And what will the next “required training” be–food and drink choices? cycling vs. driving? urban housing vs. rural? All these things are already on the field of play but they are not as highly charged in the politically correct arena as the issue of sexual discrimination, which causes administrators to go a little word wonky in hopes of pleasing the feds.

    Nowadays, it only takes a policy statement to turn any issue into a dictatorial new requirement for living … or else.

  6. Anonymous says:

    I’m guessing none of those commenting above, including UOM have been on the receiving end of sexual harassment at work.

    • Anonymous says:

      Sexual harassment is not the issue.

    • Anonymous says:

      I’m guessing sexual harassment is not the issue if you’ve never been on the receiving end of sexual harassment at work.

    • Anonymous says:

      Really, stop guessing and embarrassing yourself. Instead, try this: in case you haven’t read the articles linked above, especially from the Missoulian, then start there.

      Next, check out UM’s policies linked above, download and read. Notice that you only have to “believe” you’ve been discriminated against to file a complaint and you have a long listed of victim grievances to ponder in order to plug your belief (and revenge, hopeful monetary awards etc) into. Also notice that it not only covers campus discrimination between all groups but also non-campus activities. It’s a policy statement on how to spy on and report your neighbor, family, co-worker for all sorts of behavior you ‘believe’ is inappropriate.

      Does it occur to you why some people would reject training in this?
      Big bonus question: WHY is the federal govt –DOJ specifically– SO interested in who does not take the training?

    • Anonymous says:

      I guess if your fear is that someone is going to bring a false sexual harassment suit against you, you must have a pretty awesome life. Other folks are afraid of being sexually harassed at work, and do choose to minimize the issues you raised as being trivial in comparison.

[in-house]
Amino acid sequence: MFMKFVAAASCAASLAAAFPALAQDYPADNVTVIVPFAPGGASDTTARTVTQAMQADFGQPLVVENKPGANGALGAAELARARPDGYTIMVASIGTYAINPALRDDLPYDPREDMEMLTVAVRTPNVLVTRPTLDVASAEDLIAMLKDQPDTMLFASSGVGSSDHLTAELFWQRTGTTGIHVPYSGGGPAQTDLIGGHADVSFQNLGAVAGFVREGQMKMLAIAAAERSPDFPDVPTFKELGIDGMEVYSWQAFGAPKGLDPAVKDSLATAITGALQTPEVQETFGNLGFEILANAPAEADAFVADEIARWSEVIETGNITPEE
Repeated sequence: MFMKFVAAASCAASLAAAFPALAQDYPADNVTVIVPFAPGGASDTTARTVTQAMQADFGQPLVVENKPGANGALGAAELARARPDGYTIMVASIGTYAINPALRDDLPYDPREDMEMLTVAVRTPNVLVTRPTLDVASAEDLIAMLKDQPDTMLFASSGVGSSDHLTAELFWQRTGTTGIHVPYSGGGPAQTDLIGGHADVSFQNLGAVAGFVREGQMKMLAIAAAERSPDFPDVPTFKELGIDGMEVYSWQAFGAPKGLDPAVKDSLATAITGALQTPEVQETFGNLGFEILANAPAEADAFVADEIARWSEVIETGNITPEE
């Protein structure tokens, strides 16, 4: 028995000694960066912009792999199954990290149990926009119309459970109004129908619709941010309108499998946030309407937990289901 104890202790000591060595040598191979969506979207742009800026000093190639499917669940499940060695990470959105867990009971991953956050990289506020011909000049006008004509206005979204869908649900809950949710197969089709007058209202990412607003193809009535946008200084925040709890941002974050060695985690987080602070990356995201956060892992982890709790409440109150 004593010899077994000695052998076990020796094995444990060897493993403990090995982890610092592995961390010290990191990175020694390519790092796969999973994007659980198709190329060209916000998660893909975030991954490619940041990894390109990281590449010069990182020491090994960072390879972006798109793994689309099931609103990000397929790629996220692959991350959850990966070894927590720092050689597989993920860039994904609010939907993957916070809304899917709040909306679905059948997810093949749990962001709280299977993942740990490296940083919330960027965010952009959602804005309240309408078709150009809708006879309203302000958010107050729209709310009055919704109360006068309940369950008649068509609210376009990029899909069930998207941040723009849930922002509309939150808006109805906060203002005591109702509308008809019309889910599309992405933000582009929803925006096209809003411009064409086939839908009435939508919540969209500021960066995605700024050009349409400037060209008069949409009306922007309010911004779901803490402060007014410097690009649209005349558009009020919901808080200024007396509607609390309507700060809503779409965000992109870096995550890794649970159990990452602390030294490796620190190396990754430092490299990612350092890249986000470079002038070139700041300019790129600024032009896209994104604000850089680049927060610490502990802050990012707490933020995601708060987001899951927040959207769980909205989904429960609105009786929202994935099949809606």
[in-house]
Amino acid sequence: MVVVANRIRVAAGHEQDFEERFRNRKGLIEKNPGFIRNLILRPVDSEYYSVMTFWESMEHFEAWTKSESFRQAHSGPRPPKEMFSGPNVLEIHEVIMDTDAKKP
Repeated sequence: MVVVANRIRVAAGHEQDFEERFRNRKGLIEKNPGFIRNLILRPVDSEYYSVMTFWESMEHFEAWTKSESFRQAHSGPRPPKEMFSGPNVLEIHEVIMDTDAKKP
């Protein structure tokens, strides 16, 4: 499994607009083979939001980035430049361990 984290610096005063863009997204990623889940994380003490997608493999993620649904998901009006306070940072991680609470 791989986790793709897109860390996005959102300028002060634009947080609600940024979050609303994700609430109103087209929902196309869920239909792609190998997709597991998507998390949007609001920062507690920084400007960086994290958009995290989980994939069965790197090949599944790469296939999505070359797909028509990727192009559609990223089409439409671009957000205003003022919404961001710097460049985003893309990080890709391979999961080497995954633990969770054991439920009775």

• Anonymous says:

      Wow … twisted.
      Indeed, I have an awesome life!

    • Anonymous says:

      I apologize; to make it clear, I have a generally low opinion of FIRE considering the causes they take up, and think that more sexual harassment training and preventive measures is a good thing.

      – Bear

    • Anonymous says:

      I appreciate that, thanks. I don’t have any opinion of FIRE and so was not commenting in relation to it; nor do I think it’s not worthwhile to learn about sexual harassment. However, what’s happening at UM is far beyond that and quite worrisome if you take a view to where it could lead.

      But you bring up a good point: fear. What one worries about tends to follow. Within my experience, I’ve endured and needed to find a way AWAY from fear as a viewpoint in order to survive, not just succeed, and that’s one reason I can say with all certainty I have an awesome life. That success could never lie within a training program or in the thinking that someone else’s behavior could be legislated from such an event. However, this doesn’t diminish the experience of others who are unfortunate enough to find themselves stuck in fear and not moving forward for years. So these trainings are good and may provide hope and skills for some who need it, but if anyone thinks participation will effectively dispel the potential for negative experience later, they will be sadly mistaken.

      It’s good to learn better skills, and the real ‘learning’ is an internal heart matter, but it’s better yet to learn how to control your own life and to step away from anything related to ‘victim-victimizer’ thinking into something much more powerful that only an individual can achieve for him/herself. No training, institution or court can grant that kind of power. Just my .02.

  7. Cheyney Ryan says:

    Training of this sort is a federal requirement, and has been so for some time. In addition, it is being required by United Educators, the insurance company that covers the U of O for harassment/discrimination cases. The U of California system has been conducting similar training for years, with great success, as have most other state systems. Any policy can be abused; the best defense against such abuse is for people to be properly informed.

    • Anonymous says:

      “Any policy can be abused; the best defense against such abuse is for people to be properly informed.”

      Because people do what they’re trained to do?
      Because they’ll be reported if they don’t get trained?
      Because you assume too many people at the university level don’t know or care enough to practice higher, beneficial existential behavior without authoritarian requirements laid down by the state?

      Once trained, why should this training need to be repeated in three years per the tranegram?